I derive little joy from this denouement for, while we showed a great deal of good will by listening to all the criticism and grievances levelled at us. While we tacitly and with a great deal of humility accepted that we may not always have been right. While as I said at the last press conference (in an intervention from which the MBC cut and chose what to broadcast), though we try our level best to present objective information by seeking it from various sources, at the end of the day, some of our politicians continue to treat information as if it were something one has to deserve, leaving us with no option but to publish the information we get from the sources willing to give it. It is a simple sort of logic. If one side feels so aggrieved, why don’t they provide the solution?
The out-of-court settlement initially stumbled on whether only the media judged “independent” should be entitled to access information held by those who are paid from taxpayers’ money. The chairman of “La Sentinelle” insisted on having the word “independent” removed from the agreement because it is not our fight only; it is a fight for freedom and democracy. For, we are in an era where excesses are the order of the day and we cannot keep on running to court for judges to rule. Our political system is clogged up as it is and our judges have far better things to do than waste time ruling on the whims and fancies of those whose first contribution to the country has been to drag the government to court or to remind journalists of how vindictive they can be. We should welcome the agreement and its contents as a safeguard against any possible excesses. It is in the interest of everyone, under all governments. It is a great contribution to democracy and freedom.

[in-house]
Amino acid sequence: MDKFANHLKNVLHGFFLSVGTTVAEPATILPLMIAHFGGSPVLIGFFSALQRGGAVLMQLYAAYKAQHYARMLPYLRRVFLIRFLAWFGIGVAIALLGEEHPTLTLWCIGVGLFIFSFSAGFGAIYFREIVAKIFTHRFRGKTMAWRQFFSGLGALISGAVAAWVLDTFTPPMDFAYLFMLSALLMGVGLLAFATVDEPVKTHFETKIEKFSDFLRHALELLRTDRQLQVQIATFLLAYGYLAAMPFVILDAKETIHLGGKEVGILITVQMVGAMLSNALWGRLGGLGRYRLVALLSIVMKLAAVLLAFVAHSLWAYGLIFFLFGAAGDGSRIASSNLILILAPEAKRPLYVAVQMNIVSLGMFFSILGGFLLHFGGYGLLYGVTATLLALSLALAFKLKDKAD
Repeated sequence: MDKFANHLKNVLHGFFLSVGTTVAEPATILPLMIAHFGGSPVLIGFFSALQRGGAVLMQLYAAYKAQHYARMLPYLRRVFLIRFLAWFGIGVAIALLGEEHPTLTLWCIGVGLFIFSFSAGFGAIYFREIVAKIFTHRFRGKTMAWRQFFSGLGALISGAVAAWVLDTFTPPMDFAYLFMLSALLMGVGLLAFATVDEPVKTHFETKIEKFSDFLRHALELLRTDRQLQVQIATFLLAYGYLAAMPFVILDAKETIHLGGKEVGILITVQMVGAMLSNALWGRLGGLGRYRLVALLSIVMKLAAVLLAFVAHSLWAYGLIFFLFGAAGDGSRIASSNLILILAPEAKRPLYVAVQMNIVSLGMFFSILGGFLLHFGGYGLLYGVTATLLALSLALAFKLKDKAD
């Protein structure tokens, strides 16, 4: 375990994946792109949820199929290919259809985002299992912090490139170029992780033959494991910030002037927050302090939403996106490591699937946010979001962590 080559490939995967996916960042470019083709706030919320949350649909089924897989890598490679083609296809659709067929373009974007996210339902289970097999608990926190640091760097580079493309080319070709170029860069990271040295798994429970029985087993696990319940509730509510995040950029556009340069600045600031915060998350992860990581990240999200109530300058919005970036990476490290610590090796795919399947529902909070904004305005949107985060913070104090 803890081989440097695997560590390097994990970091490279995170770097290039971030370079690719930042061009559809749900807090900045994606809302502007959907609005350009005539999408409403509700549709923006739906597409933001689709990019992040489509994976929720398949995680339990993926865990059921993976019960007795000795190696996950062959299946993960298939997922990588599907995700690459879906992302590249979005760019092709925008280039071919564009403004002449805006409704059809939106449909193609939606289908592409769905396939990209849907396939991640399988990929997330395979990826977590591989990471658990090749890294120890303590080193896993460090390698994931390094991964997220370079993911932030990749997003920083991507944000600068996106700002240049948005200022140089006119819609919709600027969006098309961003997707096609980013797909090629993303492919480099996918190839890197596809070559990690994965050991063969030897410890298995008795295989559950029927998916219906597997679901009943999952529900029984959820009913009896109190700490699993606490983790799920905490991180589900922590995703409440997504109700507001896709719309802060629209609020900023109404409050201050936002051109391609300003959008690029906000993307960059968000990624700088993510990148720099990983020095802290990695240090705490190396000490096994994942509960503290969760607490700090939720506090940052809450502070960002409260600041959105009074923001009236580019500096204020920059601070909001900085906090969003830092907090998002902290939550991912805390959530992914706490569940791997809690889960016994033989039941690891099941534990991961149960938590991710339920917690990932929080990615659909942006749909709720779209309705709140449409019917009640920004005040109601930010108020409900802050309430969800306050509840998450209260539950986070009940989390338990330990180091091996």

This tug of war may also have brought to the forefront the good old debate about a “Media Commission”. I genuinely have no problem with this. The only thing is that this is the worst possible time to even start thinking about regulating the press. The wounds are still raw. Maybe the time is more suitable for talking about the Freedom of Information Act!
Privatising gains and socialising losses Weekly 11 June
Well, the needless panic about our currency has seemingly subsided. Now that the dust has started to settle a little and people have had time to take a step back and think rationally, they have come to realize that a willed engineered devaluation of our Rupee, which export sectors were clamouring for, arguing loss of their export revenue, denominated in Euro and Sterling, is neither desirable nor advisable.
For starters, competent fi nancial management of anything, from a household to a country, requires recognizing that the economy moves in cycles (boom and bust). What goes up will come down and nothing stays down forever either – after rain, comes sunshine. Hence, popular wisdom suggests “make hay whilst the sun shines”, implying one should store hay for the wintry cold, cloudy and rainy season. Even housewives and homemakers adhere to this wisdom of constituting reserves for when times are hard, and hard times there will be. When, for years, the Euro and Sterling were stronger than now against our Rupee, export sectors raked in buckets, even truckloads, of windfall gains. Some invested for productivity gains in their sectors (manpower training, equipment renewal and modernisation, process improvements, etc); others diverted their super profi ts to investment in other more lucrative sectors, such as property development and retail. Now that they are experiencing a temporary setback because of relative Rupee strength – in reality Euro and Sterling weakness – they plead vocally for what are effectively public subsidies.
Rupee devaluation is tantamount to a transfer of wealth from the larger community of defenceless savers, wage earners, pensioners and taxpayers, to a handful of business owners. These business owners are not the only stakeholders in the economy. Rupee devaluation would cause infl ation to surge out of control. It is effectively an insidiously and perniciously impoverishing tax on the public at large.
It is known that, unless there are serious fundamental macroeconomic imbalances which dictate devaluation as a last desperate resort which, I am made to understand, is far from being the case in
Mauritius, the permanent benefi ts of currency devaluation accrue only to a handful of exporters to the detriment of the toiling masses.
Even countries which live in the backyard of the Euro zone, like Morocco and Tunisia, have allowed their currencies to free-fl oat, thereby letting market forces and economic fundamentals determine their exchange rates.